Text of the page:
Just When We Created A New Sustainability Topic On BPX….
Three references to the use of the word Sustainability appeared in my line of vision and all three seemed to point to an evolving sense that this word Sustainability has some connotations that are not very inspiring or aspiration engendering. And given that this is a topic that we are now focusing on in our BPX community and given that we are creating a whole new Sustainability area on BPX where the community can collaborate and discuss the themes of Sustainability; these questionings of the use of the word Sustainability more than caught my attention. They stopped me dead in my tracks. Or at least for the moment.
The first reference was in a blog post in “The Environmental Leader” entitled ‘Sustainability’ Risks Losing Effectiveness as a Term and it in turn pointed to second reference by MIT Sloan’s Peter Senge, founder of the Society for Organizational Learning, called Sustainability: Not What You Think It Is.
Peter Senge’s blog describes the nuances of the word sustainability which he defines as a “negative vision” of the world. He suggests replacing the word with the phrase “all about the future”.
“What we’re talking about is arguably the greatest challenge to innovation that humankind has ever faced: reinventing our whole way of living. And every single example I know of where something meaningful has happened, where people have worked at something that’s taken five years, 10 years, 15 years, it’s because of people’s excitement toward something that really draws them. It’s aspirational.”
But while that phrase “all about the future” might be inspiring and aspirational one still must look for concrete actions for businesses to take now in the present while beginning to implement transformative strategies on the road to a sustainable future. (Read the full contents and see the abstract in the blog highlighted as: Senge’s Sustainability Takeaways for Senge’s further elucidation on this topic).
From a BPX community perspective, my own personal takeaways from the article focused on two named obstacles that “keep organizations from acting on sustainability problems/opportunities”. According to Senge they are:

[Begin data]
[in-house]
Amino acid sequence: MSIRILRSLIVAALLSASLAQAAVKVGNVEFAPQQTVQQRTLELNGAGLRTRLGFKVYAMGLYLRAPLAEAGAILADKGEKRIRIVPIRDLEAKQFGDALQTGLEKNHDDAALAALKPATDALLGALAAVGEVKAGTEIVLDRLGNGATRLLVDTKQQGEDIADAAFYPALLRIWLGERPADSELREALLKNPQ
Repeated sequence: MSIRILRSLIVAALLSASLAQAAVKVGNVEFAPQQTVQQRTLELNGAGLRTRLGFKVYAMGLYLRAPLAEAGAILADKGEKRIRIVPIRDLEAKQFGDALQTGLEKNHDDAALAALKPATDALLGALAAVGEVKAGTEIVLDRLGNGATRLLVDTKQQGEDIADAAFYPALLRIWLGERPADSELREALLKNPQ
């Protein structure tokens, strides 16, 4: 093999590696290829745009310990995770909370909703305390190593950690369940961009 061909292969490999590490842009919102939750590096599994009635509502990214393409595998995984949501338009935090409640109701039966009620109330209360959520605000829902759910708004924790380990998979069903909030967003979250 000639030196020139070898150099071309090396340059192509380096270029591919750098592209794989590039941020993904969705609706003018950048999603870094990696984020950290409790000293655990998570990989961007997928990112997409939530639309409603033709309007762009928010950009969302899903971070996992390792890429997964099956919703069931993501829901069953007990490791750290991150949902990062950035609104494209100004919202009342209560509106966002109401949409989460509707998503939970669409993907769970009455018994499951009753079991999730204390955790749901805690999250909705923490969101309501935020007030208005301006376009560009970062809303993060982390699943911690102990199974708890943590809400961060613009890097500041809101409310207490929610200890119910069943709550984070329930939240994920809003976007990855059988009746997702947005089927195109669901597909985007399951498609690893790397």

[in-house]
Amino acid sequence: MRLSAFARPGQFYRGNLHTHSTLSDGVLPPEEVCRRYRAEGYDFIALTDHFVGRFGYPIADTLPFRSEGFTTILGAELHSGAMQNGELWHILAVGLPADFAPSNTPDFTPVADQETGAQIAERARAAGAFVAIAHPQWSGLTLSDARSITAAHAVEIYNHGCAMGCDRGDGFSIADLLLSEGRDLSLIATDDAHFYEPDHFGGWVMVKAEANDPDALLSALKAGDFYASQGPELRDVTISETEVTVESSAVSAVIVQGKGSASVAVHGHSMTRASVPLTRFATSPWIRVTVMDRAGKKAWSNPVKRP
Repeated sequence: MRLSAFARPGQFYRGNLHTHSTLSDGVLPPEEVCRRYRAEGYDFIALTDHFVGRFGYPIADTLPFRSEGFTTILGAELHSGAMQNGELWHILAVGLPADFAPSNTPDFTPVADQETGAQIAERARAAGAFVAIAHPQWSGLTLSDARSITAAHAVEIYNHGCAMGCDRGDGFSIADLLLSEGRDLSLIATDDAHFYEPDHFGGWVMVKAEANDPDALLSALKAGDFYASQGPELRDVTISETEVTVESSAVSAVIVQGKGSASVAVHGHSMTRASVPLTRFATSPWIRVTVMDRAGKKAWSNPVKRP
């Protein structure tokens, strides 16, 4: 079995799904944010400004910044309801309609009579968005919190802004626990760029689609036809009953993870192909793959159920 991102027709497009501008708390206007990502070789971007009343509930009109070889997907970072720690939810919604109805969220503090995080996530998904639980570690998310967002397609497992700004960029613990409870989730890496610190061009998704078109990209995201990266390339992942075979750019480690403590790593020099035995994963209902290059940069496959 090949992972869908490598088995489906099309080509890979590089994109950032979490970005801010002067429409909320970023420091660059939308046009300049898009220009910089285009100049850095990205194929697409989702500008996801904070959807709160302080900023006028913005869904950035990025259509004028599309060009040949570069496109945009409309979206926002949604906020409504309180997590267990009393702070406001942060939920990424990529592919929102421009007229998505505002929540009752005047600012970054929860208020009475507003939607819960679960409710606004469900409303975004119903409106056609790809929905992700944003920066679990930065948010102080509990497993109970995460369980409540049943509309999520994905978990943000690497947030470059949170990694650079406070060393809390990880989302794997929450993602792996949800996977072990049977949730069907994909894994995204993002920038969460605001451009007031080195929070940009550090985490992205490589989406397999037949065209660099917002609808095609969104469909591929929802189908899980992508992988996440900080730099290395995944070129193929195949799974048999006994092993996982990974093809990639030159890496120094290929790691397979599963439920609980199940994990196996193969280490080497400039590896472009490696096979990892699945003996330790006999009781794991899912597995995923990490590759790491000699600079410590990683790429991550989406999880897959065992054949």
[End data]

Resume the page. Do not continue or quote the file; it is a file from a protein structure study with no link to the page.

- Non-systems mental models -people don’t know where sources come from or where products go to
- Need to collaborate across functions internally and across value chains and sectors externally
To me, both of these “opportunities” or challenges fit in rather well with a BPX view of the enterprise model; one that is: process oriented, organic, horizontally focused, modeled across silos and with a mindfulness of the product lifecycle and includes an intentional “from cradle to cradle” way of thinking. In Senge’s vision, these “improved” process models start with reducing waste in energy, materials and waste matter and demand an understanding of the entire system as well as a consciousness of exactly which and where processes can be streamlined. Even when some small steps in process improvements are taken (say, for example, using less resources: water, energy, materials), savings are realized which subsequently free up revenue and enable further investment. According to Senge that investment should be focused on creating new products which accordingly foster energy efficiency and ultimately reduce the necessity to focus on being “less bad” and instead free companies to be “more good”.
Sustainability Themes on the New Sustainability Pages:
During the coming weeks we will work to restructure the BPX Sustainability Homepage, its contents and discussions to reflect the following themes:
Vetting the Content With The Community and Our Experts
So I’m still at a loss as to how better to call these pages. Not sure that a blog topic or wiki catergory or forum discussion called “all about the future” will really work for what we are attempting to do here. Even Senge reverts to using Sustainability as “lingua franca” (or what is simply and commonly used). As always, we look to you, our community, to weigh-in to help us fashion what is in and what is out of scope for our topics. What makes sense in your organizations, in your process streamlining, in your worldview? Is Sustainability something, as Senge says, that moves from marginal importance, to someone else’s problem, to something personal affecting us all? For those of us who have cared about this topic for many years, it is quite a relief to see it finally go “mainstream”.
While writing this blog entry an additional 3rd example of concern with the word sustainability popped up in my twitter stream without any apparent or obvious reference to the first two blog pieces I’ve described and since it belongs to one of our new community members, I’ll reference it here. The example appeared as a set of recent “tweets” by Sustainability Strategist and BPX Sustainability blogger: Neal H. Levin.
Hopefully Neal will also weigh in on the suitability of the chosen Sustainability Themes on BPX.
You can see and subscribe to Neal’s tweets by clicking the graphic below and following him on Twitter.